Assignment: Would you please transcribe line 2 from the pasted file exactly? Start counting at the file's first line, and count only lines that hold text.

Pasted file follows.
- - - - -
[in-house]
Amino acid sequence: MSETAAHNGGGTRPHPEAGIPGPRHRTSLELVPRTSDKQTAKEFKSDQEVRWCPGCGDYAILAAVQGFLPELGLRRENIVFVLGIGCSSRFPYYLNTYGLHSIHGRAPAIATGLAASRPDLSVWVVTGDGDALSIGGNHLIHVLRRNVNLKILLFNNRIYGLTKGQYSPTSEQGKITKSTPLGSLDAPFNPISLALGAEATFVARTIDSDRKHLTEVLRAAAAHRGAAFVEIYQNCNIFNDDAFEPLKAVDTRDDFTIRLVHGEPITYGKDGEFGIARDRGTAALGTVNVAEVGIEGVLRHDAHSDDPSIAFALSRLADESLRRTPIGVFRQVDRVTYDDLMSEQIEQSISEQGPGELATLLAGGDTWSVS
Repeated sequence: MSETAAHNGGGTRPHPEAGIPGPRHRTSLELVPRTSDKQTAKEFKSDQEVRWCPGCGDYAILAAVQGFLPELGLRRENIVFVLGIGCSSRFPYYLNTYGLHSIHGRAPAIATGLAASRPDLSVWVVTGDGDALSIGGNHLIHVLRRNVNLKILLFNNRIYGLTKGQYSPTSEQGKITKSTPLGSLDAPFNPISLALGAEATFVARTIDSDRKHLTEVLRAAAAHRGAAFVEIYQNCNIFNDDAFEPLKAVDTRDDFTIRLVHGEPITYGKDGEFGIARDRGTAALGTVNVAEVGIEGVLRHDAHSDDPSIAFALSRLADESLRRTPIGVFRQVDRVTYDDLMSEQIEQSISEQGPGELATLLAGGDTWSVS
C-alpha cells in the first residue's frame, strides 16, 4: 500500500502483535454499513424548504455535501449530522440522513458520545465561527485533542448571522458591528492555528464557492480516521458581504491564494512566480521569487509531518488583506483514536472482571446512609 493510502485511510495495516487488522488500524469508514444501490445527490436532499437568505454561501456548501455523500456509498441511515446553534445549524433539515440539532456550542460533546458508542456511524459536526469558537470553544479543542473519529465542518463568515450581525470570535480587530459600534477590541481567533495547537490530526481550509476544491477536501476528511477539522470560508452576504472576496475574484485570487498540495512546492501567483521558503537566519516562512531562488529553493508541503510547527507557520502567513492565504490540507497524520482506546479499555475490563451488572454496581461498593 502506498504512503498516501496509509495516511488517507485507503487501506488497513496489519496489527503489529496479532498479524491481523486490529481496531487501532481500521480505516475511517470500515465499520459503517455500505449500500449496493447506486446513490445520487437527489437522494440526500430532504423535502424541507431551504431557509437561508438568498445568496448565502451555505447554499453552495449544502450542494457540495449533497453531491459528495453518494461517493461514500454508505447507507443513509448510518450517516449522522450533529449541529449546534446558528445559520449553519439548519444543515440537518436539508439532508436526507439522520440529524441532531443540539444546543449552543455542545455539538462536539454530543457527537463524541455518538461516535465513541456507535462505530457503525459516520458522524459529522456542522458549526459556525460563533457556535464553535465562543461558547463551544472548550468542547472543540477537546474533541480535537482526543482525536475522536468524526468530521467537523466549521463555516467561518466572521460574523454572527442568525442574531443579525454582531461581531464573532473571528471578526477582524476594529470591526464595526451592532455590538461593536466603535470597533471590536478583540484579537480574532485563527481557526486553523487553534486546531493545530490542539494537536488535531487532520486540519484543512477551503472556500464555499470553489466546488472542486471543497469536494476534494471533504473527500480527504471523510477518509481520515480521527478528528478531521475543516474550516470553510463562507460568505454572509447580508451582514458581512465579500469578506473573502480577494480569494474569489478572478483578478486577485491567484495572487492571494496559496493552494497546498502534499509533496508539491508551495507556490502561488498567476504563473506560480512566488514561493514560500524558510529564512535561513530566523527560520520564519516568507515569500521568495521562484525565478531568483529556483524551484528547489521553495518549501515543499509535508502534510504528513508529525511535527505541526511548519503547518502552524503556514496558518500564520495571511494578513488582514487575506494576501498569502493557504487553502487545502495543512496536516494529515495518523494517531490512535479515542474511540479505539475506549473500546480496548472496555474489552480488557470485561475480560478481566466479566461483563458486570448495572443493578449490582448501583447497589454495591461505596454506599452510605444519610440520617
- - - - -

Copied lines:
Amino acid sequence: MSETAAHNGGGTRPHPEAGIPGPRHRTSLELVPRTSDKQTAKEFKSDQEVRWCPGCGDYAILAAVQGFLPELGLRRENIVFVLGIGCSSRFPYYLNTYGLHSIHGRAPAIATGLAASRPDLSVWVVTGDGDALSIGGNHLIHVLRRNVNLKILLFNNRIYGLTKGQYSPTSEQGKITKSTPLGSLDAPFNPISLALGAEATFVARTIDSDRKHLTEVLRAAAAHRGAAFVEIYQNCNIFNDDAFEPLKAVDTRDDFTIRLVHGEPITYGKDGEFGIARDRGTAALGTVNVAEVGIEGVLRHDAHSDDPSIAFALSRLADESLRRTPIGVFRQVDRVTYDDLMSEQIEQSISEQGPGELATLLAGGDTWSVS